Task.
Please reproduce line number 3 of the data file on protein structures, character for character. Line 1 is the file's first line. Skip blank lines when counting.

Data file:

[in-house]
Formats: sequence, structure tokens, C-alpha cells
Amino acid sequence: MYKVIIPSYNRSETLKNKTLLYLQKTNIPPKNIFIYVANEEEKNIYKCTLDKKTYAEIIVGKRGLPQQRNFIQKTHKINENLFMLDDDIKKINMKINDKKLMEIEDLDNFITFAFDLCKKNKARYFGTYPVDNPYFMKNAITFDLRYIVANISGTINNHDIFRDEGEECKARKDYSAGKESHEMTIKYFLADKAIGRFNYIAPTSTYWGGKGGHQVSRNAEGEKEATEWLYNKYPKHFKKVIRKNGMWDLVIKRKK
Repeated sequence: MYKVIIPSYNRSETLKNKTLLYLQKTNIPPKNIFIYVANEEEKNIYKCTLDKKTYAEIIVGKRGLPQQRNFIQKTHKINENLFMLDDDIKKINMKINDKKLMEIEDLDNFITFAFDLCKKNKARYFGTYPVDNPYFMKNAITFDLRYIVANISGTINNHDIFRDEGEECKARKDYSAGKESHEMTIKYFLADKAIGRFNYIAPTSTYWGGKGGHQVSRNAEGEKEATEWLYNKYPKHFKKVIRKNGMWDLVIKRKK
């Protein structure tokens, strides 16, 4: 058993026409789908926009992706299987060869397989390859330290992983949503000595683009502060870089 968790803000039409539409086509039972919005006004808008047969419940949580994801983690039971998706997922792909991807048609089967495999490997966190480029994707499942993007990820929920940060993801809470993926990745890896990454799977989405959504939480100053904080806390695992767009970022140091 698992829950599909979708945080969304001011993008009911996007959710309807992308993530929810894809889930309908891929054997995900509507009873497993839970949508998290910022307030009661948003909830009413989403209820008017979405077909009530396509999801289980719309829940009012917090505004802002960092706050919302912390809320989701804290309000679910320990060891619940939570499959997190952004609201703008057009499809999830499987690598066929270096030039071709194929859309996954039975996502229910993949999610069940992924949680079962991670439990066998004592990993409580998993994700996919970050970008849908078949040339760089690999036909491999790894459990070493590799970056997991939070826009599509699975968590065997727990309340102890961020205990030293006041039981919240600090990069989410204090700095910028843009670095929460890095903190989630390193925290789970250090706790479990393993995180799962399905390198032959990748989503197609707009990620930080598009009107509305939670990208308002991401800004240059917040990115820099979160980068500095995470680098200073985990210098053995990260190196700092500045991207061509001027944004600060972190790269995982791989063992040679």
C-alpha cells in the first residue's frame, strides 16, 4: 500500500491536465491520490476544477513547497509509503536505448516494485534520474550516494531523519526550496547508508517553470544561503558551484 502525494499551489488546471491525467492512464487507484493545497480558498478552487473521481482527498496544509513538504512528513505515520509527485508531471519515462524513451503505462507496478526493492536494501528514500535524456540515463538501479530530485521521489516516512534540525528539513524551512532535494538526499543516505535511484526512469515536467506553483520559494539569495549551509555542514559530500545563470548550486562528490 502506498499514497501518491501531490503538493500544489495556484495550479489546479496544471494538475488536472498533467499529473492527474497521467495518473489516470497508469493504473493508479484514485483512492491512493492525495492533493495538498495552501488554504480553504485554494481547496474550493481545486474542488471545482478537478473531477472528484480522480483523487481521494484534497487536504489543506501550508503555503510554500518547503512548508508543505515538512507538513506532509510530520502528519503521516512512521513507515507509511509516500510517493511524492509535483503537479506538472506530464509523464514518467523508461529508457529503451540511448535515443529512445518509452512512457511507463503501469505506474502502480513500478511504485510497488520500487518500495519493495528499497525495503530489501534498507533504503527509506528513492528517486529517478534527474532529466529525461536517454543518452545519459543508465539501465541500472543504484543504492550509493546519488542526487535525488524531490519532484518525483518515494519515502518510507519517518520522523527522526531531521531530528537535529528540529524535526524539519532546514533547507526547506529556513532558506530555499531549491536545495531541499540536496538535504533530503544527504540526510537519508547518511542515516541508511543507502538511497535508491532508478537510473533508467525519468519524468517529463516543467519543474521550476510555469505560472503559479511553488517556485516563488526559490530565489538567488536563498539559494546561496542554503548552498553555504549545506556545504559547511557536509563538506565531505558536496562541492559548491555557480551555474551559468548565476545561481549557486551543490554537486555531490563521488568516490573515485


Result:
Amino acid sequence: MYKVIIPSYNRSETLKNKTLLYLQKTNIPPKNIFIYVANEEEKNIYKCTLDKKTYAEIIVGKRGLPQQRNFIQKTHKINENLFMLDDDIKKINMKINDKKLMEIEDLDNFITFAFDLCKKNKARYFGTYPVDNPYFMKNAITFDLRYIVANISGTINNHDIFRDEGEECKARKDYSAGKESHEMTIKYFLADKAIGRFNYIAPTSTYWGGKGGHQVSRNAEGEKEATEWLYNKYPKHFKKVIRKNGMWDLVIKRKK